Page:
Wednesday, April 2, 2014

Why Color Matters in your Marketing Strategy

Do you ever wonder why babies’ rooms are light shades of yellow or blue or why a lot of schools and hospitals are painted green? Colors affect our minds and energy more than you think. Companies are strategic when implementing color design for branding and will spend thousands of dollars for someone to tell them what color should represent their company. Without text, you can infer as to the meaning of a color. For example: we know that red means *Stop* and green means *Go* in traffic. We associate green with ecosystems and healthy living. When we see orange and black together we think about Halloween and red with green for Christmas. It’s not much different when it comes to marketing strategies for a company’s logo.

To demonstrate the impact of color we’ll go in the order of ROY G. BIV- respected colorologist: 

·       Red is bright, bold and powerful. It’s exciting and youthful, but straight to the point. Think Target, Coca-Cola, and Macy’s.

·       Orange is all about being energetic fun. It emulates friendliness, cheerfulness and confidence. Brands that incorporate orange into their marketing strategy are Bounce, Nickelodeon, Firefox and Harley-Davidson.

·       Yellow is used for giving off optimistic energies. It is sunny, warm, and demonstrates clarity. Some companies whose logos incorporate yellow are Subway, McDonalds, BestBuy and IKEA.

·       Green, the color most often associated with healthy living and the environment, is used to market a peaceful and healthy brand. Companies who use green in their strategy are Animal Planet, Starbucks, John Deere and Android.

·       Blue, the color most often used by non-hospitality businesses. It means loyal, trustworthy and strong. Companies like Lowe’s, Dell, HP, AT&T, IBM and Walmart use Blue in their logo.

·       Purple, like pink, is a fun bright color that stimulates creativity and imagination. However, it can have blue tones, which indicates a wise emotion. Companies that utilize purple in their marketing strategy are most notably Yahoo!, Big Brothers Big Sisters, Hallmark and Monster.

·       Grey, black, and white are neutral colors. They represent balance and calmness. The black Nike swoosh is maybe the most notable logo in history. You hear the words “just do it” when you see it. These colors also make people think of luxury- such as car brands like Honda or BMW. The same goes with apple products. That silver apple has a neutral and clean look to it.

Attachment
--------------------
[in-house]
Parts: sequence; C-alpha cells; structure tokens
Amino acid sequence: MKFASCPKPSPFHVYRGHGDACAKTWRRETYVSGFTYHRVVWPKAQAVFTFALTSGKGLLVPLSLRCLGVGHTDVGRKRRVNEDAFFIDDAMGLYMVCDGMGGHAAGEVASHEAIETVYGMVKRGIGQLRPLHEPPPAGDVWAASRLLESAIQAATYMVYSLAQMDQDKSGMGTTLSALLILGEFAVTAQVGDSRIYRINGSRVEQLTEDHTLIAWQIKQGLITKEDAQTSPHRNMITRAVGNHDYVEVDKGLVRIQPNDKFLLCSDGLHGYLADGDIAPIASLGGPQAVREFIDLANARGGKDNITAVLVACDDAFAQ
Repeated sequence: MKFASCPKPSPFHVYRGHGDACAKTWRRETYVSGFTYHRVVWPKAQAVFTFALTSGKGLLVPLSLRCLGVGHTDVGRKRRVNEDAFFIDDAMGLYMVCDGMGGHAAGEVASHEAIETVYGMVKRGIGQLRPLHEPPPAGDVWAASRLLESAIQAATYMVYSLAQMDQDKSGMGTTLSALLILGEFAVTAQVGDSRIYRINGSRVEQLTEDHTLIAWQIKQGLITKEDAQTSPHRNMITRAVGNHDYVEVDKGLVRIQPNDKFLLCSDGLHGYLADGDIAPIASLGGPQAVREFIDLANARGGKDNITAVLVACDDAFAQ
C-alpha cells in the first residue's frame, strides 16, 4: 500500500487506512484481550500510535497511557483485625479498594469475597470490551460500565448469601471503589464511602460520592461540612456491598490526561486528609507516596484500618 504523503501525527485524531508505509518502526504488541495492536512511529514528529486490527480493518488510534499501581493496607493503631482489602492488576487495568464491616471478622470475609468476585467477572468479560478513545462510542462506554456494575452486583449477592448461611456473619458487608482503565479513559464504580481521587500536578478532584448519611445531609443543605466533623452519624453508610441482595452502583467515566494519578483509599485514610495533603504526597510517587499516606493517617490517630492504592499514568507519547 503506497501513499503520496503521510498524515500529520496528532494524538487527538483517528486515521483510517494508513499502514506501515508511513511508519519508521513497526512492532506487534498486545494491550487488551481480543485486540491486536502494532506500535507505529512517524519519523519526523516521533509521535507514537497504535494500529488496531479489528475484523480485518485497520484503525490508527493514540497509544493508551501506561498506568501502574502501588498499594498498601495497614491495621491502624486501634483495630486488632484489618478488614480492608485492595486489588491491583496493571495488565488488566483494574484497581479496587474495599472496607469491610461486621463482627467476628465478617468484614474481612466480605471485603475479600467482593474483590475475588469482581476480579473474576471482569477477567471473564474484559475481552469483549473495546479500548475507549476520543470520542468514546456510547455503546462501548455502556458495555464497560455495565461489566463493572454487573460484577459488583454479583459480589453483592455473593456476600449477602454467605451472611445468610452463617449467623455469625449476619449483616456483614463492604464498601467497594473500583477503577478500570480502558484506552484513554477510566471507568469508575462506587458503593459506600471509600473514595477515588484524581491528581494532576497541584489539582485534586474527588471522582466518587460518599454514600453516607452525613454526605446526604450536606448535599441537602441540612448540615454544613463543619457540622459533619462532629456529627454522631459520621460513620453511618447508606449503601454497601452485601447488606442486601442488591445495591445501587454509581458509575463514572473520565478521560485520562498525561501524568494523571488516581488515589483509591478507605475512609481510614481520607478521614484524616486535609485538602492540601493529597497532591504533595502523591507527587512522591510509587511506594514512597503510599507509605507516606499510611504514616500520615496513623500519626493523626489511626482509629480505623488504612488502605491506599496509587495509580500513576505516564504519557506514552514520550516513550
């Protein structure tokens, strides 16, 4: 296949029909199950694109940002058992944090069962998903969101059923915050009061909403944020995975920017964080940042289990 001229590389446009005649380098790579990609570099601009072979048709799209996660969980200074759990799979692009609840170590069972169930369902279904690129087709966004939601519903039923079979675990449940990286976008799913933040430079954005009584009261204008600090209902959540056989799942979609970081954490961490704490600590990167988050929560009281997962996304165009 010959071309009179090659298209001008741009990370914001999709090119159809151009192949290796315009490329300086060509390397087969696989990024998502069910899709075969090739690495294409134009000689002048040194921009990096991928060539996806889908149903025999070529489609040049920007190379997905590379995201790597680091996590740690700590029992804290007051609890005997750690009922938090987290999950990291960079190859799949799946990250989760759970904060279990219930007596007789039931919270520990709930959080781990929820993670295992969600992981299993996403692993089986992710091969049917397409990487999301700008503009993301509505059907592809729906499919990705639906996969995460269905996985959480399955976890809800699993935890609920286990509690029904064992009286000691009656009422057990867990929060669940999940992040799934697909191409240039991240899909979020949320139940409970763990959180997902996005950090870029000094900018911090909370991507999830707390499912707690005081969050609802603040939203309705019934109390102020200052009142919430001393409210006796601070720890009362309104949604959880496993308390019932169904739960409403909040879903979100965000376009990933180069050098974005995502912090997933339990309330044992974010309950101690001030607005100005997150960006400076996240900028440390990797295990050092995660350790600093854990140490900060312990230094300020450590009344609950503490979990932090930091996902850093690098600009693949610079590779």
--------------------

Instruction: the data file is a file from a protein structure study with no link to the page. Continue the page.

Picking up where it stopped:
Here is an even more detailed graph of how these colors represent the most notable brands of every industry.



You may think that this is a strong case for just the psychology of colors. I mean it’s just colors we’re talking about, right? Wrong.

Let me make a case. Who is the market for monster truck shows? What do these monster trucks look like? Well, I’ll tell you, they aren’t pink and covered in glitter. The market for monster trucks would never watch burly men run each other down in pink with Hello Kitty’s logo, just as much as little girls wouldn’t buy a Barbie if it came in packaging with black and orange flames.  Yet, while color doesn’t indicate our experiences with these products, we are conditioned to believe they have meaning from the time we are little, starting with gender preferences. Even I admit, I wanted the Tonka Toys tool kit as a child, but they were red, blue and black indicating that they marketed for boys.  



According to a study called, “The Impact of Color Marketing”, researchers found that up to 90% of snap judgments about products are based solely on the color of the product. This also falls into what we consider to be appropriate for the product as well. Each response varies by individual; however, companies make general assumptions about their target market. One example is Healthy Choice. Their frozen foods come in white and green boxes, because as we already established, green equals health. Another example is Target. Their logo is a BRIGHT RED target! How much simpler can you get your message across?

 While there is no right or wrong choice of color for your company, it is definitely worth researching purchasing patterns and making an educated decision based on the psychology of color. After all, you are one snap judgment away from your brand’s personality to fall into the wrong category.

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